Also, different atoms have different electron configurations, and a common occurance is the increase or decrease in energy of an electron by transferring from one electron shell to another. When this happens, a photon is emitted with energy proportional to the drop in energy levels of the electron, the higher the energy drop, the higher the energy of the wave. The higher the nergy of the wave, the higher the frequency. What this does in the macroscale is each of the elements gives off a different color when it changes energy states, so if we pick up the colors that are emitted by a planet, working backwards we can find its chemical composition.

    Also, using effects such as doppler shift and redshift/blueshift we can find the speed, direction, and spin direction of said objects.
  17. Apr 1, 2005 #16
    Huh, learn something new everyday. We hijiacked the thread, so in an attempt to get back on topic; what does our galaxy orbit? Other galaxies?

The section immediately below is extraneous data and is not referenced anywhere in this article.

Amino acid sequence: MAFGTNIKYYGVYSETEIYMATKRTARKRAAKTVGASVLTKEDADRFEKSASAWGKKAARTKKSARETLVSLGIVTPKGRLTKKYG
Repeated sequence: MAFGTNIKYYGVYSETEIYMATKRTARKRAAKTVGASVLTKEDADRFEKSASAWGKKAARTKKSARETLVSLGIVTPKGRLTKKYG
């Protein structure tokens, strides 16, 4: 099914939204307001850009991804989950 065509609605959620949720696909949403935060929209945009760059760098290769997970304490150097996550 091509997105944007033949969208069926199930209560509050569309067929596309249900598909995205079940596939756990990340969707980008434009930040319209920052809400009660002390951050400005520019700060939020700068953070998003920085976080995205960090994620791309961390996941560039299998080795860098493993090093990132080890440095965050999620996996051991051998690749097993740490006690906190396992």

18. Apr 1, 2005 #17
    Well, I think one common misconception is that one thing orbits another. If one object is much, much smaller than another (the Earth vs. the Sun for example), you can say this and it will be pretty accurate. In reality though, both the Earth and Sun are rotating about their common center of mass. So our galaxy and all the other galaxies in our local cluster are rotating around the common center of mass of the local cluster.
  19. Apr 1, 2005 #18
    This is very interesting, bare with me I do not know if I will be able to successfully express my thoughts.

    Ok, so we have a guy 4.5 billion light years away looking at the earth through a high (very high) powered telescope. Now, earth (present) will be point A, the man Point B. The earth at present time is C and the light of the Earth which is 4.5 billion years away from earth is D.
    If B is at the same position as D why would he need a high powered telescope to view earth? (I have some sort of answer, I suppose that the light is just a continuous image, so it shows the earth still 4.5 billion light years away so you would need to magnify it, correct?)